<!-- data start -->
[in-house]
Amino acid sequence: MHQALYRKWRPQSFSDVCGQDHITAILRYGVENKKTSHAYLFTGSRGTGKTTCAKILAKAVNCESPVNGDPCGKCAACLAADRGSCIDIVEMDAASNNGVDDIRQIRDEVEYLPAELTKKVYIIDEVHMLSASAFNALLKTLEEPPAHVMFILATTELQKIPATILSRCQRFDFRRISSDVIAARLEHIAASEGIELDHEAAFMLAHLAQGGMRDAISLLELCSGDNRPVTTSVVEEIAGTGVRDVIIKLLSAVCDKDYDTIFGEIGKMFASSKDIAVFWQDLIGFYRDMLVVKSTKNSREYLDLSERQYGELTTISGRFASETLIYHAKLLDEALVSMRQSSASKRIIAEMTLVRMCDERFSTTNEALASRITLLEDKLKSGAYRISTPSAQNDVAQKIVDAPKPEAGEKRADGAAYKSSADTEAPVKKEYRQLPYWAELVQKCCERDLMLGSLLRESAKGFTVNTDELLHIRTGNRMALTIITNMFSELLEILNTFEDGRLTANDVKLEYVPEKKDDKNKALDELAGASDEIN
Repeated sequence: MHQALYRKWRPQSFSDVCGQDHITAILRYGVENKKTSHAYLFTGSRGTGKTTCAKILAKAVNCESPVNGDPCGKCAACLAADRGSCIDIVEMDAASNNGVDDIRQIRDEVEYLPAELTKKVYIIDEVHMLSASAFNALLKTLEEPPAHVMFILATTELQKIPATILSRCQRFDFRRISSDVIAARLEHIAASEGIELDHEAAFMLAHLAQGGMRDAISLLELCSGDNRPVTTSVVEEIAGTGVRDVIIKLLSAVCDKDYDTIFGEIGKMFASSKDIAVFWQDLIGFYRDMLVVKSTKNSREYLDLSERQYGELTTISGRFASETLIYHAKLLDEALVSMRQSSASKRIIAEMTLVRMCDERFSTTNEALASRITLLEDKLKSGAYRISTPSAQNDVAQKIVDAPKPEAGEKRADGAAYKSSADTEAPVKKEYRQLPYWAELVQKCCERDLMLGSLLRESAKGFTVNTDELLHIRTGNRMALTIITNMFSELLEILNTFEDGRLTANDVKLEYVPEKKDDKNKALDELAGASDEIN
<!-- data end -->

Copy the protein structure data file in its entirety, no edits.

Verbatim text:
[in-house]
Amino acid sequence: MHQALYRKWRPQSFSDVCGQDHITAILRYGVENKKTSHAYLFTGSRGTGKTTCAKILAKAVNCESPVNGDPCGKCAACLAADRGSCIDIVEMDAASNNGVDDIRQIRDEVEYLPAELTKKVYIIDEVHMLSASAFNALLKTLEEPPAHVMFILATTELQKIPATILSRCQRFDFRRISSDVIAARLEHIAASEGIELDHEAAFMLAHLAQGGMRDAISLLELCSGDNRPVTTSVVEEIAGTGVRDVIIKLLSAVCDKDYDTIFGEIGKMFASSKDIAVFWQDLIGFYRDMLVVKSTKNSREYLDLSERQYGELTTISGRFASETLIYHAKLLDEALVSMRQSSASKRIIAEMTLVRMCDERFSTTNEALASRITLLEDKLKSGAYRISTPSAQNDVAQKIVDAPKPEAGEKRADGAAYKSSADTEAPVKKEYRQLPYWAELVQKCCERDLMLGSLLRESAKGFTVNTDELLHIRTGNRMALTIITNMFSELLEILNTFEDGRLTANDVKLEYVPEKKDDKNKALDELAGASDEIN
Repeated sequence: MHQALYRKWRPQSFSDVCGQDHITAILRYGVENKKTSHAYLFTGSRGTGKTTCAKILAKAVNCESPVNGDPCGKCAACLAADRGSCIDIVEMDAASNNGVDDIRQIRDEVEYLPAELTKKVYIIDEVHMLSASAFNALLKTLEEPPAHVMFILATTELQKIPATILSRCQRFDFRRISSDVIAARLEHIAASEGIELDHEAAFMLAHLAQGGMRDAISLLELCSGDNRPVTTSVVEEIAGTGVRDVIIKLLSAVCDKDYDTIFGEIGKMFASSKDIAVFWQDLIGFYRDMLVVKSTKNSREYLDLSERQYGELTTISGRFASETLIYHAKLLDEALVSMRQSSASKRIIAEMTLVRMCDERFSTTNEALASRITLLEDKLKSGAYRISTPSAQNDVAQKIVDAPKPEAGEKRADGAAYKSSADTEAPVKKEYRQLPYWAELVQKCCERDLMLGSLLRESAKGFTVNTDELLHIRTGNRMALTIITNMFSELLEILNTFEDGRLTANDVKLEYVPEKKDDKNKALDELAGASDEIN